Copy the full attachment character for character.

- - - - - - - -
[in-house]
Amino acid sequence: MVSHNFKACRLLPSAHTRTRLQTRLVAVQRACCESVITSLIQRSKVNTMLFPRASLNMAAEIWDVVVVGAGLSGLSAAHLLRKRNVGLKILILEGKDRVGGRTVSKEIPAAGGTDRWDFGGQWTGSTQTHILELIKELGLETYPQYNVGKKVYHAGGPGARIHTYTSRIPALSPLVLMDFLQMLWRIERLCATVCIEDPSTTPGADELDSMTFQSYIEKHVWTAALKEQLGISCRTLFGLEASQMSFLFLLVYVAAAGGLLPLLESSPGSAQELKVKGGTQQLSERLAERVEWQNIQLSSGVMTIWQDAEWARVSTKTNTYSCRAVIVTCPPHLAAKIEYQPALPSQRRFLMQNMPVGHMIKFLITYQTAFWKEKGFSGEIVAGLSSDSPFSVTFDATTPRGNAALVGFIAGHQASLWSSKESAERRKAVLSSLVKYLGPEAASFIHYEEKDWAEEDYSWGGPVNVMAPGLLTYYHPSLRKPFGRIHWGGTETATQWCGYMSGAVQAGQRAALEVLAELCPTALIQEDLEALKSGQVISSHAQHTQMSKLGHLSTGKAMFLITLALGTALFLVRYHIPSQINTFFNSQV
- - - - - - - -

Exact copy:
[in-house]
Amino acid sequence: MVSHNFKACRLLPSAHTRTRLQTRLVAVQRACCESVITSLIQRSKVNTMLFPRASLNMAAEIWDVVVVGAGLSGLSAAHLLRKRNVGLKILILEGKDRVGGRTVSKEIPAAGGTDRWDFGGQWTGSTQTHILELIKELGLETYPQYNVGKKVYHAGGPGARIHTYTSRIPALSPLVLMDFLQMLWRIERLCATVCIEDPSTTPGADELDSMTFQSYIEKHVWTAALKEQLGISCRTLFGLEASQMSFLFLLVYVAAAGGLLPLLESSPGSAQELKVKGGTQQLSERLAERVEWQNIQLSSGVMTIWQDAEWARVSTKTNTYSCRAVIVTCPPHLAAKIEYQPALPSQRRFLMQNMPVGHMIKFLITYQTAFWKEKGFSGEIVAGLSSDSPFSVTFDATTPRGNAALVGFIAGHQASLWSSKESAERRKAVLSSLVKYLGPEAASFIHYEEKDWAEEDYSWGGPVNVMAPGLLTYYHPSLRKPFGRIHWGGTETATQWCGYMSGAVQAGQRAALEVLAELCPTALIQEDLEALKSGQVISSHAQHTQMSKLGHLSTGKAMFLITLALGTALFLVRYHIPSQINTFFNSQV